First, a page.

OptiViVax, a new international collaboration to optimise a vaccine for Plasmodium vivax malaria

12 October 2023

Plasmodium vivax is the most widespread human malaria-causing pathogen with 2.5 billion people living at risk in Africa, South America, Oceania, and Asia. Over the next 5 years, OptiViVax, a newly created consortium across academia and industry, will build on exciting breakthroughs in malaria research to integrate state-of-the-art advances in parasite immunology, vaccine design, and innovative pre-clinical and clinical studies, to develop next-generation vaccines with increased efficacy against the P. vivax parasite.

Currently, the 2 approved vaccines against malaria are focussed on P. falciparum and do not protect against P. vivax. While there are many similarities between P. falciparum and P. vivax, there are also major differences which affect the spread of vivax and attempts to control it. Vivax malaria is transmitted rapidly from person to person by mosquitoes, and in contrast to P. falciparum, a single infection can result in repeated disease episodes that are initiated by dormant liver stages of the parasite. Remarkably, vivax relapse is thought to account for the majority of new infections (80-90%). Vivax is more widespread than falciparum and recent studies show a significant burden of disease, particularly in young children and pregnant women. The revised Malaria Vaccine Technology Roadmap to 2030 facilitated by the World Health Organisation recognises the severity of P. vivax malaria, calling for a vaccine intervention to achieve 75% efficacy over two years, equally weighted with P. falciparum.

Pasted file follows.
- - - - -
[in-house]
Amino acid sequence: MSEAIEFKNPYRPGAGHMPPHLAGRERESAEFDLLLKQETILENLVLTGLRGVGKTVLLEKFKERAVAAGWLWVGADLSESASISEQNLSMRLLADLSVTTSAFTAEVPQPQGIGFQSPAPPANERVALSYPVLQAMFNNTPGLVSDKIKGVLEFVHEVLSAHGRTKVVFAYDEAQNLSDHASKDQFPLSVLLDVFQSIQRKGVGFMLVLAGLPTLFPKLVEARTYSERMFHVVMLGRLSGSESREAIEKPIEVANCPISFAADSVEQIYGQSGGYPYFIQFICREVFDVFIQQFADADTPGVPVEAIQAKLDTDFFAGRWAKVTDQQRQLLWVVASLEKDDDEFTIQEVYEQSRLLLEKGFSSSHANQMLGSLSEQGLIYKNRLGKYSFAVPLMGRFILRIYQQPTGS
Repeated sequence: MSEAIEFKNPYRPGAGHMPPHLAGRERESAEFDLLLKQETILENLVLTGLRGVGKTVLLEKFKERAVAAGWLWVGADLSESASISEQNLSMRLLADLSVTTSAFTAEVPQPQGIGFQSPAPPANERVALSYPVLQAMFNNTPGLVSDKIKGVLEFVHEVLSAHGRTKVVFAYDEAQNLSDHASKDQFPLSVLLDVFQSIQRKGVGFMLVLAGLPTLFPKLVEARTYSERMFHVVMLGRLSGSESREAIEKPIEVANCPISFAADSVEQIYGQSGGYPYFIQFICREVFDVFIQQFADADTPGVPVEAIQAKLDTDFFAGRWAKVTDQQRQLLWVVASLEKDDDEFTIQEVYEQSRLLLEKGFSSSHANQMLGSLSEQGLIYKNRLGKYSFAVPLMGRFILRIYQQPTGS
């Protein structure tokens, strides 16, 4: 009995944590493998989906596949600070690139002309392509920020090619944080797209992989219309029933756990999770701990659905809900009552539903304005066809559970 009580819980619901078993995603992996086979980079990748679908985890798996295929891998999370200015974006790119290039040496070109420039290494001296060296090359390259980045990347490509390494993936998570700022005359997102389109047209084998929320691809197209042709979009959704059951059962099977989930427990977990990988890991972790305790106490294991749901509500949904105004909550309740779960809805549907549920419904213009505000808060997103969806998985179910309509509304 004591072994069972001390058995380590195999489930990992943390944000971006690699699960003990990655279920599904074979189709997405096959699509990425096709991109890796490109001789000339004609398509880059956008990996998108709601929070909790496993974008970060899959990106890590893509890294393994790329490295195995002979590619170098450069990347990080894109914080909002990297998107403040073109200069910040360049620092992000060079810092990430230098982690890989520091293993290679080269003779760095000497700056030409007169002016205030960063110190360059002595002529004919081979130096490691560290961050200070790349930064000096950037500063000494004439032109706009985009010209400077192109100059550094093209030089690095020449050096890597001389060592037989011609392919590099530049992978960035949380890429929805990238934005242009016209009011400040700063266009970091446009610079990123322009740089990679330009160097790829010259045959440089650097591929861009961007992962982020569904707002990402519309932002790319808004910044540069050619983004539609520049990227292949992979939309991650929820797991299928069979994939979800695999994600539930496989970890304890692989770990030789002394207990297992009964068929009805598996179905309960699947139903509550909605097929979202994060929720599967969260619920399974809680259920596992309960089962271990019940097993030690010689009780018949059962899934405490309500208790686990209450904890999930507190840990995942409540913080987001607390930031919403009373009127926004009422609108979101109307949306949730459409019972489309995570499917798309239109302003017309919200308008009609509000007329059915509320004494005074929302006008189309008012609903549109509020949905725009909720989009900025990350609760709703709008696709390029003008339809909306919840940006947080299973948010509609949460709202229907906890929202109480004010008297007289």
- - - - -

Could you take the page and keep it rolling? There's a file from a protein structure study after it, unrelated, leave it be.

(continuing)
The OptiViVax consortium brings together academics, non-profits and industrial partners, with expertise in vaccine development, manufacturing, and clinical trials. The project will build on the expertise of its partners in P. vivax immuno-biology, preclinical functional assays, vaccine development, controlled human malaria infection (CHMI) clinical models and improved GMP bio-manufacturing know-how, to further develop next-generation vaccines with improved efficacy. The availability of new functional assays and human challenge models will underpin the future framework for informed decision making by the clinical vaccine community, policy makers, funders and regulators.

The project is supported by funding from the European Union, the United Kingdom government, and Swiss State Secretariat for Education, Research and Innovation (SERI).